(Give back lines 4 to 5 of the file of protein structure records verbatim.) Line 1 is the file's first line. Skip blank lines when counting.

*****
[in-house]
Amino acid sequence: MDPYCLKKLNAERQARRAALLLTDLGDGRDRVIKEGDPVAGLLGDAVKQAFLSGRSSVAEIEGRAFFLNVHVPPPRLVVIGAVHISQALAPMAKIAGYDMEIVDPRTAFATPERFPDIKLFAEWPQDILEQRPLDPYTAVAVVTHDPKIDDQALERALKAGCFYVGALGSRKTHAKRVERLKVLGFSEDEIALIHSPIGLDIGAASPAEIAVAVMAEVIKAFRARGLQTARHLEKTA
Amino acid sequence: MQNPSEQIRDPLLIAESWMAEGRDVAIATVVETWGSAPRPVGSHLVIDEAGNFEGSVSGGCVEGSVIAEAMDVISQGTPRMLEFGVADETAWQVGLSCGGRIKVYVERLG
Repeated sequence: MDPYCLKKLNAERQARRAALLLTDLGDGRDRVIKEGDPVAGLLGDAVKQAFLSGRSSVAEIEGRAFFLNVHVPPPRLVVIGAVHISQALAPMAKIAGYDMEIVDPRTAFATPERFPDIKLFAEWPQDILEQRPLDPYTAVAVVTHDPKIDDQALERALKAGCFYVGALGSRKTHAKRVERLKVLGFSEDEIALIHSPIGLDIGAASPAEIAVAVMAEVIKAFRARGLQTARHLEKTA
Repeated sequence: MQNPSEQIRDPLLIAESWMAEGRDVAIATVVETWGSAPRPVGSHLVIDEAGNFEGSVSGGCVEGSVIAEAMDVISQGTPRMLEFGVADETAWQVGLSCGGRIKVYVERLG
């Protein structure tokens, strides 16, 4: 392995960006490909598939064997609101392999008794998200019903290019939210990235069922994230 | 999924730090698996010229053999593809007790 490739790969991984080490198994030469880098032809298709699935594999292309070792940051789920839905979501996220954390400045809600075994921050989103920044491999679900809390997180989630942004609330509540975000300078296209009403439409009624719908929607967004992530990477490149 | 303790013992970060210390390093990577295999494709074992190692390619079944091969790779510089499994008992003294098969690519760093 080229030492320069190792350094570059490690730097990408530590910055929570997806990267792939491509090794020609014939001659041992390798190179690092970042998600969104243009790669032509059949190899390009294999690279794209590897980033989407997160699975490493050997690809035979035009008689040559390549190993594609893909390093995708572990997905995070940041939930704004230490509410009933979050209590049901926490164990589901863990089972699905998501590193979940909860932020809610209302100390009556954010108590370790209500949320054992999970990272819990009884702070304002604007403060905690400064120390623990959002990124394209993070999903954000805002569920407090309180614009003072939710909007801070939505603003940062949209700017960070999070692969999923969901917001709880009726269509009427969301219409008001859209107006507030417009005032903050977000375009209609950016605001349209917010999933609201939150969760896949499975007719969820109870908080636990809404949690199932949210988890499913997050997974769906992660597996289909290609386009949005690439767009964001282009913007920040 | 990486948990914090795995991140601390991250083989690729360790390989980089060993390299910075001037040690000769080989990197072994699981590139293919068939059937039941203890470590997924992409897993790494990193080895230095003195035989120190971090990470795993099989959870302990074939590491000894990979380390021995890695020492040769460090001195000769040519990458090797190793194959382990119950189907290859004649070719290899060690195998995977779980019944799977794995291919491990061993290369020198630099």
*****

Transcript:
Repeated sequence: MDPYCLKKLNAERQARRAALLLTDLGDGRDRVIKEGDPVAGLLGDAVKQAFLSGRSSVAEIEGRAFFLNVHVPPPRLVVIGAVHISQALAPMAKIAGYDMEIVDPRTAFATPERFPDIKLFAEWPQDILEQRPLDPYTAVAVVTHDPKIDDQALERALKAGCFYVGALGSRKTHAKRVERLKVLGFSEDEIALIHSPIGLDIGAASPAEIAVAVMAEVIKAFRARGLQTARHLEKTA
Repeated sequence: MQNPSEQIRDPLLIAESWMAEGRDVAIATVVETWGSAPRPVGSHLVIDEAGNFEGSVSGGCVEGSVIAEAMDVISQGTPRMLEFGVADETAWQVGLSCGGRIKVYVERLG